Verdi: Triumphal March from Aida

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Act II Finale (Triumphal March) from Aida

Giuseppe Verdi (1813-1901)
Composed in 1870.
Premiered on December 24, 1871 in Cairo, Egypt.

VERDIAida, Verdi’s grandest spectacle and one of the most popular operas ever written, was intended to celebrate the opening of the Suez Canal and the Cairo Grand Opera House in 1869. The premiere was delayed for almost two years, however, not only because of Verdi’s stringent demands on himself, his librettist and the producers, but also because the Franco-Prussian War of 1870 made it impossible to ship the sumptuous costumes and sets to Cairo from Paris, where they were constructed.

The plot was based on a story by the French Egyptologist Auguste Mariette Bey, who sent his idea to Camille du Locle, manager of the Paris Opéra Comique, to determine if it could be turned into a stage work. Du Locle devised a scenario from Bey’s plot and sent it to Verdi, with whom he had a close personal and professional relationship. Verdi demurred at first, but he was eventually convinced to undertake the project and worked with his usual speed and vigor until the opera was completed.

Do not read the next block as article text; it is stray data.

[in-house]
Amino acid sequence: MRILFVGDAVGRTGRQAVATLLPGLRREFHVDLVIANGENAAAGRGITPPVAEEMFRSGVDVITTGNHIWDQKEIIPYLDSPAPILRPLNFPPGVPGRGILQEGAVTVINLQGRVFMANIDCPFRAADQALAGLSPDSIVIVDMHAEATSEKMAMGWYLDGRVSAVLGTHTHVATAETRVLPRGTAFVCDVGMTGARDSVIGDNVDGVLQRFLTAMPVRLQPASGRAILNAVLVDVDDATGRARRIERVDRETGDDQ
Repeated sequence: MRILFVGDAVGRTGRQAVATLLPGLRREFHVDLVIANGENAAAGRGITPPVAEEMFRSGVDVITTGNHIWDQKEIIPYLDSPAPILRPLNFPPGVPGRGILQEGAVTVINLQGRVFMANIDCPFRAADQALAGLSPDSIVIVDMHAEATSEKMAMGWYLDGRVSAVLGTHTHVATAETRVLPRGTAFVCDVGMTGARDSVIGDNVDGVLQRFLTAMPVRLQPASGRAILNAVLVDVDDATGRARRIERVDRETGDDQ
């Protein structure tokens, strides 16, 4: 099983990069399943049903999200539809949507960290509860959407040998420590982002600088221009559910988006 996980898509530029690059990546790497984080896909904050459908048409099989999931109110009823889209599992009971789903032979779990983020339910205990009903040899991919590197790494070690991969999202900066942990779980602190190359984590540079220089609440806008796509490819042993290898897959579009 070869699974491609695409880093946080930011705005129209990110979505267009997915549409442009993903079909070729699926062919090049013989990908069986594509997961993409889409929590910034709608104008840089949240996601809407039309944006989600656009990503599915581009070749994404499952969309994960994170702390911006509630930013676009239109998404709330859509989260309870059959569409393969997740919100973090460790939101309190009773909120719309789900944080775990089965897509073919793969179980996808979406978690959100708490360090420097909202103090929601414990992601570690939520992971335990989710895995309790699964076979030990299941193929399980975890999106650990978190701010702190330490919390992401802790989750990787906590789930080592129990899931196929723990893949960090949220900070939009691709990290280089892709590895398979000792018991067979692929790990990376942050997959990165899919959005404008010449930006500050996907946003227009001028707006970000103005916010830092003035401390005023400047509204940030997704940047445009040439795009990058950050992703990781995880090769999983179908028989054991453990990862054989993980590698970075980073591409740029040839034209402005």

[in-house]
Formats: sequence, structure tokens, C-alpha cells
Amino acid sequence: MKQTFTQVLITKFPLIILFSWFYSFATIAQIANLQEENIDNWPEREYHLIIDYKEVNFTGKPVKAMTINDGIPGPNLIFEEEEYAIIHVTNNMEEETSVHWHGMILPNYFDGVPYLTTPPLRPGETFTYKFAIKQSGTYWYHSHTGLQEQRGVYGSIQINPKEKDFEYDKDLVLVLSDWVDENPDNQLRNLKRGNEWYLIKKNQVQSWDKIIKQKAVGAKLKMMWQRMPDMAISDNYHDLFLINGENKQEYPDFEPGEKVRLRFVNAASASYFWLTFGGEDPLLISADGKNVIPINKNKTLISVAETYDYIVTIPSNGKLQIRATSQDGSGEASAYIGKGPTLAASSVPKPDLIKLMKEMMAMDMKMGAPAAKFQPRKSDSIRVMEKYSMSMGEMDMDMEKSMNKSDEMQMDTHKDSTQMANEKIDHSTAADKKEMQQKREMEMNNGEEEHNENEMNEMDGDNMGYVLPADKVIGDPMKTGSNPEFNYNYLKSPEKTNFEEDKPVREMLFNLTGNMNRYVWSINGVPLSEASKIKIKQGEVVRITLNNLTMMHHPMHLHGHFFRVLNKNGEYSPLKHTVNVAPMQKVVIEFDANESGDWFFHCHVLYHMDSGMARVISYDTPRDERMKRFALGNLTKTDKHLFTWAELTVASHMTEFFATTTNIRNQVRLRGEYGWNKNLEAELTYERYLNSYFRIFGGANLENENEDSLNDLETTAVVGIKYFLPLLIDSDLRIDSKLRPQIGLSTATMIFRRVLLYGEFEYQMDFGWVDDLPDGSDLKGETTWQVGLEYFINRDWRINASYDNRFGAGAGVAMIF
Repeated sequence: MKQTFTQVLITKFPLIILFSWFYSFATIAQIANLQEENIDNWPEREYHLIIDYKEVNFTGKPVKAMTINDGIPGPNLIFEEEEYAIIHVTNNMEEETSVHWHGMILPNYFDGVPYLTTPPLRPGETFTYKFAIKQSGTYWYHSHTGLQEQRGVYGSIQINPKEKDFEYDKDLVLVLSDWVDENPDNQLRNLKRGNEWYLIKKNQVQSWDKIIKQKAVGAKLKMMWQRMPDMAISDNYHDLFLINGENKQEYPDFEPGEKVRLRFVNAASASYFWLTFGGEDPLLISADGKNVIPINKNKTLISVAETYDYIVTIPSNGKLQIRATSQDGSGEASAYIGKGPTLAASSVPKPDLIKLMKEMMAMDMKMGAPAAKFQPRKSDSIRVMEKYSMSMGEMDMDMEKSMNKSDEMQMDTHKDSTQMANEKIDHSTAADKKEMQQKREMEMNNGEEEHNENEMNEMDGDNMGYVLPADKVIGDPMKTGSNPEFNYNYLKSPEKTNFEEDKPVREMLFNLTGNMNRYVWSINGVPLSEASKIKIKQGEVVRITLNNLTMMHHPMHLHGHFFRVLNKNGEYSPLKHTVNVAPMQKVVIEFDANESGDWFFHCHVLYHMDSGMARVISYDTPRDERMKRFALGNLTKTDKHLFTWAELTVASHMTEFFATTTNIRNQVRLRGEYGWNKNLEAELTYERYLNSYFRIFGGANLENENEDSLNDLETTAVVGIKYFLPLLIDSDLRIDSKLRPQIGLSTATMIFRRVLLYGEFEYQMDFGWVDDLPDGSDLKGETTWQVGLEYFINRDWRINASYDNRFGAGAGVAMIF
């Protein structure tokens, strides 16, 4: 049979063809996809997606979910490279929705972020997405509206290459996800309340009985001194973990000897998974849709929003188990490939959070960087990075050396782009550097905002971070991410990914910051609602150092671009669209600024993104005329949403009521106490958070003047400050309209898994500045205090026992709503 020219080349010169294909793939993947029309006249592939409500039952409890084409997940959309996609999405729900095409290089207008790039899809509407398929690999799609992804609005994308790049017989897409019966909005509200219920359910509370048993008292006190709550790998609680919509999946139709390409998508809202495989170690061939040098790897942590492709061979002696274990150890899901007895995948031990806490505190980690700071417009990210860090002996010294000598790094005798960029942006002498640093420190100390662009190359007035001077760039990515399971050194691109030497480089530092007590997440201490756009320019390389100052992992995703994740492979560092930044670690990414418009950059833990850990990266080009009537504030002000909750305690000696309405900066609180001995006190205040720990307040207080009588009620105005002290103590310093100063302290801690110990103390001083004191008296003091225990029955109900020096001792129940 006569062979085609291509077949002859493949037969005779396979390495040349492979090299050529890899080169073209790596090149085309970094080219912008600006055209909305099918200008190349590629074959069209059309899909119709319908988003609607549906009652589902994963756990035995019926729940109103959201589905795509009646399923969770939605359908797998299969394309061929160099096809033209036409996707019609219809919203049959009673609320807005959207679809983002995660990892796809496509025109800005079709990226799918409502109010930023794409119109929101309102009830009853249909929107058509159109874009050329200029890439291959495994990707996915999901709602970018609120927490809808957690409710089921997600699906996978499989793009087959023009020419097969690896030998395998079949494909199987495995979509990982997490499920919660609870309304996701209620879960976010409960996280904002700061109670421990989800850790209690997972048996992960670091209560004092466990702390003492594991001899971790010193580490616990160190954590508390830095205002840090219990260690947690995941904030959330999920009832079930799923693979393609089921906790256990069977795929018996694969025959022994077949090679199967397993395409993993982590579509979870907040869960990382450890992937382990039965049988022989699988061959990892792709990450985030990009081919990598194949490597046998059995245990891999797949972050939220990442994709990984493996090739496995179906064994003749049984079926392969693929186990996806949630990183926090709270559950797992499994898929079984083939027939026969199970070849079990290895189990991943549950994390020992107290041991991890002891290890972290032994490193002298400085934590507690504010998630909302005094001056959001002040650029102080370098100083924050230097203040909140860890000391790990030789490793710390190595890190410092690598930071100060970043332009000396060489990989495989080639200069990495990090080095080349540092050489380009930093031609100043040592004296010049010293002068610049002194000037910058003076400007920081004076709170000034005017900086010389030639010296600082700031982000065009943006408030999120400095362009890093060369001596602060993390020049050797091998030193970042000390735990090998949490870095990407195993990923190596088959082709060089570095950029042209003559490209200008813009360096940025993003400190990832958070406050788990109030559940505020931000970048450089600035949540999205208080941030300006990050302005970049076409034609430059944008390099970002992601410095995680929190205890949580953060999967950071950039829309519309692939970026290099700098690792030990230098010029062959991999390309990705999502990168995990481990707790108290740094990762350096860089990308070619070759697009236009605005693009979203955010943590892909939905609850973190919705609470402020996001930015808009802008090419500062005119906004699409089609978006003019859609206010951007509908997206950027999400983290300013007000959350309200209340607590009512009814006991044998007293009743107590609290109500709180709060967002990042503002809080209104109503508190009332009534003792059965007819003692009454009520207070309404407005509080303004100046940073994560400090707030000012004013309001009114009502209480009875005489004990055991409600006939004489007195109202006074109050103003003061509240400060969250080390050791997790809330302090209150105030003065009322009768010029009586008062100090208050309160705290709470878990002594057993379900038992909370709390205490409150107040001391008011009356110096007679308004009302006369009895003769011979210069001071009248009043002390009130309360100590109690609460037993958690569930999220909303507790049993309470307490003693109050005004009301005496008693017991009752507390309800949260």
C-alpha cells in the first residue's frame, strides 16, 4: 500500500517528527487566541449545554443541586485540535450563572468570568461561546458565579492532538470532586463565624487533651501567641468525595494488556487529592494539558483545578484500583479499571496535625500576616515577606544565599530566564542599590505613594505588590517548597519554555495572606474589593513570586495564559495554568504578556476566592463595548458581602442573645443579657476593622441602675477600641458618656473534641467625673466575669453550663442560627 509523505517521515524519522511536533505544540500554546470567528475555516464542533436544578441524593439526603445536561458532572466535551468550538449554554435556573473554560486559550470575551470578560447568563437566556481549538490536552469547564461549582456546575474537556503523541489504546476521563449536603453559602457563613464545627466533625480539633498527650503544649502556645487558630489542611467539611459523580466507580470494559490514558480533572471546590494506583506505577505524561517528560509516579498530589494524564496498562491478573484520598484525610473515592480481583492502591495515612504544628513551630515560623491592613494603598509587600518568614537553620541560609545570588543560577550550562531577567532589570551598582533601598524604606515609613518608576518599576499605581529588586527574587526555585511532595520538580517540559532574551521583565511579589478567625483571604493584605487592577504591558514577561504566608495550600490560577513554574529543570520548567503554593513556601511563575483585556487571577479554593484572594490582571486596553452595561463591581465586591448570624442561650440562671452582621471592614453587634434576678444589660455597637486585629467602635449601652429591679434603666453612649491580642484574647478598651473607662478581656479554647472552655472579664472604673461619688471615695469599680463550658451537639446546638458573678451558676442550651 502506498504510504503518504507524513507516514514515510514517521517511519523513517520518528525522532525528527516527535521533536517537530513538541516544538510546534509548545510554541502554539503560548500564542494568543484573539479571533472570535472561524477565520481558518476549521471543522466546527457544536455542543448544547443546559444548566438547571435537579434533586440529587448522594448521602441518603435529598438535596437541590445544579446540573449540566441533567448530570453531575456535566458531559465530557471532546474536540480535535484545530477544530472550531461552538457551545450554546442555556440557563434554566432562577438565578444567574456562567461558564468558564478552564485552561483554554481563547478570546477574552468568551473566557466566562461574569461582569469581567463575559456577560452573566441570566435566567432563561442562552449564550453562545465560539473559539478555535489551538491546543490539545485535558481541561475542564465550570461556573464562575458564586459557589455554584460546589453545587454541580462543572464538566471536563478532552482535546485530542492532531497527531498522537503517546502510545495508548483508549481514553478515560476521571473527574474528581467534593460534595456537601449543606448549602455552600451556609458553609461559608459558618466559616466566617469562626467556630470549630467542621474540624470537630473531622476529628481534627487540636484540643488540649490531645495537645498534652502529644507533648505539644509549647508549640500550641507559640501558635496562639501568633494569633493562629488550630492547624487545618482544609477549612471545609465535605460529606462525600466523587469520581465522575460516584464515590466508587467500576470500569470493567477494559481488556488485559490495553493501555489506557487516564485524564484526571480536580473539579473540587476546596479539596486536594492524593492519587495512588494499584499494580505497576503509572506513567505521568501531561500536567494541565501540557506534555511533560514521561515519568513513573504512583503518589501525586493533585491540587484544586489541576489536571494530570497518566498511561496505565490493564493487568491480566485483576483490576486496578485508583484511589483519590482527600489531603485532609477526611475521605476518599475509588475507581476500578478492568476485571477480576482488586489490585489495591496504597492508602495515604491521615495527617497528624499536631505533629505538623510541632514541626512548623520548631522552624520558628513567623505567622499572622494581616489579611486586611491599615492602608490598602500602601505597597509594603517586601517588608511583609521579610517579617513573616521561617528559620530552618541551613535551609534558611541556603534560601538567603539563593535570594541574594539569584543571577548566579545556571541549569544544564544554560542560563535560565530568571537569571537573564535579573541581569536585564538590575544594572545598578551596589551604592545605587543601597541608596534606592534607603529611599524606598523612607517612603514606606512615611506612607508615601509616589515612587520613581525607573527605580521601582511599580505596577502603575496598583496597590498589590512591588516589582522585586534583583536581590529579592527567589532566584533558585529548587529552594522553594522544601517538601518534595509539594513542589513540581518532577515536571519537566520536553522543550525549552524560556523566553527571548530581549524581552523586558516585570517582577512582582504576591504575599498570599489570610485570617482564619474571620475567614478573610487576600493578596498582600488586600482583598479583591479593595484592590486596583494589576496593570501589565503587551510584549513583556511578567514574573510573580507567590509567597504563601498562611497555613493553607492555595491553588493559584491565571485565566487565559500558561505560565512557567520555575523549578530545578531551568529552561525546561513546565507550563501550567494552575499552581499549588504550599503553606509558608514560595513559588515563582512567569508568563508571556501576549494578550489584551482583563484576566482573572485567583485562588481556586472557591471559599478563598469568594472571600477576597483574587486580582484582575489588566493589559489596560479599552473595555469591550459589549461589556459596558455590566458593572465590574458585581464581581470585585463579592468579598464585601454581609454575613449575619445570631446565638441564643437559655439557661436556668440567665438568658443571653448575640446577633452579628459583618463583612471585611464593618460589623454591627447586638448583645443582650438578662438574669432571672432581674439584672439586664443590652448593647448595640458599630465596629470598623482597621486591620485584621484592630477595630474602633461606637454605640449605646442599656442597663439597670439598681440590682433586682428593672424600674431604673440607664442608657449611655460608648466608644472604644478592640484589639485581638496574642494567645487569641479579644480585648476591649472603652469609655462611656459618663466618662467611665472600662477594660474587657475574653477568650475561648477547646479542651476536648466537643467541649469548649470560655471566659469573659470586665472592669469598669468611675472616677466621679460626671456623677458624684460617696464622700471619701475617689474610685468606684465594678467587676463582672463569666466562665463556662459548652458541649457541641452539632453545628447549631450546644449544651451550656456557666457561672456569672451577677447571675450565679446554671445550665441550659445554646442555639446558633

Terrified of sea voyages, he refused to attend the brilliant premiere in Cairo on Christmas Eve 1871, but supervised Aida’s first Italian performances at Milan’s La Scala six weeks later.

Act II closes with a spectacular scene that includes the grand Triumphal March (Gloria all’Egitto — “Glory to Egypt”), whose noble strains and majestic gait so inspired the Egyptian authorities that it was adopted as the national hymn of that country soon after the premiere.

The Minot Symphony Orchestra performed this piece on its Family Concert on January 26, 2013.